Guest

    On Mar 19, 5:32 pm, Steven D'Aprano <st...@REMOVE-THIS-
    cybersource.com.au> wrote:
    > On Wed, 19 Mar 2008 17:40:39 -0400, Nicholas F. Fabry wrote:
    > > To summarize my proposal VERY briefly:

    >
    > > - Make aware datetime objects display in local time, but calculate/
    > > compare in UTC.

    >
    > What possible ambiguity is there?


    I agree.

    >>> D.datetime( 2008, 3, 23 )

    datetime.datetime(2008, 3, 23, 0, 0)
    >>> a=_
    >>> D.timedelta( minutes= 30, seconds= 80 )

    datetime.timedelta(0, 1880)
    >>> b= _
    >>> a+b

    datetime.datetime(2008, 3, 23, 0, 31, 20)
    >>> a+b-a

    datetime.timedelta(0, 1880)
     
    , Mar 21, 2008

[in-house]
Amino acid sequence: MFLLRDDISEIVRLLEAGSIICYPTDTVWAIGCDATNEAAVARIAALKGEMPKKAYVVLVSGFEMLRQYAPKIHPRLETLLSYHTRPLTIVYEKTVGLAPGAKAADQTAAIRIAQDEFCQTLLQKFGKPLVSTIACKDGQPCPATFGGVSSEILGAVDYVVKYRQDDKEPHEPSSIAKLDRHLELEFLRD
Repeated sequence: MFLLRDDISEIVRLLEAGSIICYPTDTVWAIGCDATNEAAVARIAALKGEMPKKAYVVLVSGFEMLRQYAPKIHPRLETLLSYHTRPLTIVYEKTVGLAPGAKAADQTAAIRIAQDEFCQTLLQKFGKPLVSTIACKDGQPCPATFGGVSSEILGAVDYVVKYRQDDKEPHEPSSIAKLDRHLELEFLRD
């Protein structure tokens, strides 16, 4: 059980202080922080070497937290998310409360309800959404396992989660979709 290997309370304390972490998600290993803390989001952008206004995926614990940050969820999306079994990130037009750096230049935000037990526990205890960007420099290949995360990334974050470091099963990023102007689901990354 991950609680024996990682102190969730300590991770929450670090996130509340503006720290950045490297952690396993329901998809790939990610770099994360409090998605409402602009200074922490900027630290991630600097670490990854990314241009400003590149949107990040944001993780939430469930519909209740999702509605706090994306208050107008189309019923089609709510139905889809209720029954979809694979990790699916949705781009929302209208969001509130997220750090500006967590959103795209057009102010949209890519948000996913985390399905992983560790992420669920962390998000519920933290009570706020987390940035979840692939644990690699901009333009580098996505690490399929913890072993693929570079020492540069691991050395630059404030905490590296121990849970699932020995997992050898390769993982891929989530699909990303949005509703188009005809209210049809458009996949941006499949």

#3
  4. Nicholas F. Fabry wrote:
    > On Mar 19, 2008, at 16:30, Christian Heimes wrote:
    >
    >> Nicholas F. Fabry schrieb:
    >>> This is a query for information as to how to proceed. I am not a
    >>> professional programmer, but I use Python a great deal to help me in
    >>> my main job, which involves designing schedules for a global
    >>> airline. As such, I use datetime (and dateutil) extensively, and
    >>> after much use, I have come to some conclusions about their utility,
    >>> and how to improve them. Some of these changes are quite minor and
    >>> would result in a large increase in utility (low hanging fruit),
    >>> while some changes are major, and would result in less obvious
    >>> benefits - but these changes would increase the 'Python Zen' of them.
    >>> So - where should I propose these changes? Here? python-dev?
    >>> Should I write up a full PEP or should I just give a more informal
    >>> outline with code samples? I would volunteer to help
    >>> maintain/improve datetime, but I don't speak C at all,